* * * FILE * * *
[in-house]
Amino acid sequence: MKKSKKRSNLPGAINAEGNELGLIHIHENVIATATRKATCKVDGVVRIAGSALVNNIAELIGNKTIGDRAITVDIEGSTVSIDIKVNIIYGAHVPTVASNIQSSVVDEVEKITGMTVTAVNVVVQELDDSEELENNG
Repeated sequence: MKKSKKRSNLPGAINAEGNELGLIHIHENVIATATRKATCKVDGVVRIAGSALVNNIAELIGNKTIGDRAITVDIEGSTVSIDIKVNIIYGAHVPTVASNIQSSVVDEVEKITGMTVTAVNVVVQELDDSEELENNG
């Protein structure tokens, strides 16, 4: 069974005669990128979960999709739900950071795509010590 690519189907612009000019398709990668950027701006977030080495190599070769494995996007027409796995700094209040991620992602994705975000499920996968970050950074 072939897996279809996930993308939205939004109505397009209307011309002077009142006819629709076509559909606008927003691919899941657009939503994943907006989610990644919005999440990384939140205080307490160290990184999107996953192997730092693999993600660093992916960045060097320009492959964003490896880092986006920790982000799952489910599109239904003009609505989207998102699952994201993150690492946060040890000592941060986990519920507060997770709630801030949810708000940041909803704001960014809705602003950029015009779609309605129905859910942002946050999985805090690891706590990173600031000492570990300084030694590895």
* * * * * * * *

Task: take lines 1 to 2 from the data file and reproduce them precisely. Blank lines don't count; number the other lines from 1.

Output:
[in-house]
Amino acid sequence: MKKSKKRSNLPGAINAEGNELGLIHIHENVIATATRKATCKVDGVVRIAGSALVNNIAELIGNKTIGDRAITVDIEGSTVSIDIKVNIIYGAHVPTVASNIQSSVVDEVEKITGMTVTAVNVVVQELDDSEELENNG